Vulnerable Adult-Centered Drama, “Marjorie Prime”, Echoes Rod Serling at Park Square
Marjorie Prime has been staged in an absorbing production by a first-rate cast presented by Park Square Theatre’s resident theater company, PRIME PRODUCTIONS. Director Elena Giannetti’s actors play their roles with delicacy and depth. Candace Barrett Birk delivers a touching title role performance as an 85-year-old woman afflicted by Alzheimer’s disease.
The psychic effects of Alzheimer’s are treated in the play by an artificial intelligence (AI) method called “Prime”, not the same name as the theater troupe presenting the drama by gay playwright Jordan Harrison. Prime uses holographic technology to replicate major figures from the patient’s past in order to restore forgotten memories and resolve conflicts with the dead.
In the first scene, Marjorie sits and chats with a man played by an affable James Rodriguez who one might assume is her son or oldest grandson. However, it is a replica, known as a “Prime”, of her long deceased husband, Walter. As this play—written in the style of Rod Serling—unfolds, it causes what are traumatizing effects on Marjorie’s daughter Tess, whose husband Jon has essentially been re-installing her lost memories as mediated by him. (Others get to reshape her personal story.) The conflicted interaction between the couple by Laura Stearns and Andre Shoals is crisply portrayed. Thankfully, what seems like a gap in the playwright’s grasp of the gravity of what he has written is filled out by the actors with a sense of humanity. Harrison floats a generalized notion that that since memory can play tricks on us, then maybe absolute truth is unknowable. But is this an excuse to not discern where technology unchecked is leading us?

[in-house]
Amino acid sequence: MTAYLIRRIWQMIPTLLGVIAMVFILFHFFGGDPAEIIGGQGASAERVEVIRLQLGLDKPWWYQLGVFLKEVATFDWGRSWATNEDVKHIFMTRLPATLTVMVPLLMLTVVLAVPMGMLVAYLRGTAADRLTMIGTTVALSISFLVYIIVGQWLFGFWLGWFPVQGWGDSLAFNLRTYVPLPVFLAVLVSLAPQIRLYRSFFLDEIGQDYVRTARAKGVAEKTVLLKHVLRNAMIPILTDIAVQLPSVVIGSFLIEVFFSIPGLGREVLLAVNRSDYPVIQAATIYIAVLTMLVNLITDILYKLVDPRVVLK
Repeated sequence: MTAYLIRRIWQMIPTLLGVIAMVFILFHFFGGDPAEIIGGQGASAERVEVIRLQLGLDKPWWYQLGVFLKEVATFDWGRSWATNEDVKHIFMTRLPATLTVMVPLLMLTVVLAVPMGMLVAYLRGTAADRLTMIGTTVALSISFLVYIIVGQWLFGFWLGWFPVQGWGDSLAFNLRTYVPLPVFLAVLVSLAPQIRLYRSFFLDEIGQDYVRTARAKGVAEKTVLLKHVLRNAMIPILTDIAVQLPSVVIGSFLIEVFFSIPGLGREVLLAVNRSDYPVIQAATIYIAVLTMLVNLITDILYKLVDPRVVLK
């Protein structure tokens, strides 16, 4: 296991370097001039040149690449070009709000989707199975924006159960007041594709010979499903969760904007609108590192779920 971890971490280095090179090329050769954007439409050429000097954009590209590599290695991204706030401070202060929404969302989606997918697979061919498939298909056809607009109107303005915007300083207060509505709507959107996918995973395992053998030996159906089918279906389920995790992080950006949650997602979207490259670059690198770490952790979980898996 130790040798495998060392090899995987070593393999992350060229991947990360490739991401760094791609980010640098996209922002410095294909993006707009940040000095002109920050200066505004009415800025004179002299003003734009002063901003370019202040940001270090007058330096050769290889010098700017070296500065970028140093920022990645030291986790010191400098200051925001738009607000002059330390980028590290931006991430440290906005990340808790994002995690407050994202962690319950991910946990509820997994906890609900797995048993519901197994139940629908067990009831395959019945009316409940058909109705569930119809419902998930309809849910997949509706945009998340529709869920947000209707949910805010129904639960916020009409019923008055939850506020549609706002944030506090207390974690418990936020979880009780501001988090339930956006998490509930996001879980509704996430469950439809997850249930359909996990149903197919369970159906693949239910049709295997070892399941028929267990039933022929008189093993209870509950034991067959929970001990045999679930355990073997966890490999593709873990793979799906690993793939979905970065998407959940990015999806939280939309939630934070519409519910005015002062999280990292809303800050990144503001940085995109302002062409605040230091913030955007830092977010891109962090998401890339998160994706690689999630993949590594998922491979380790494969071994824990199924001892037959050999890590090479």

The playwright isn’t too interested about what the endgame may be of the technicians, innovators, and stock stakeholders who provide and profit the Prime technology. But most importantly, the rights of vulnerable adults are not examined sufficiently. The irony of flesh and blood actors playing artificial facsimiles of real people may by default be the most powerful element of Marjorie Prime.
Harrison was a 2015 Pulitzer Prize finalist for this drama. PRIME Productions in just a few short years has come to be a topnotch theater company. Their focus is on plays about older women.
Through Apr. 19
Park Square Theatre, 20 W. 7th Pl., St. Paul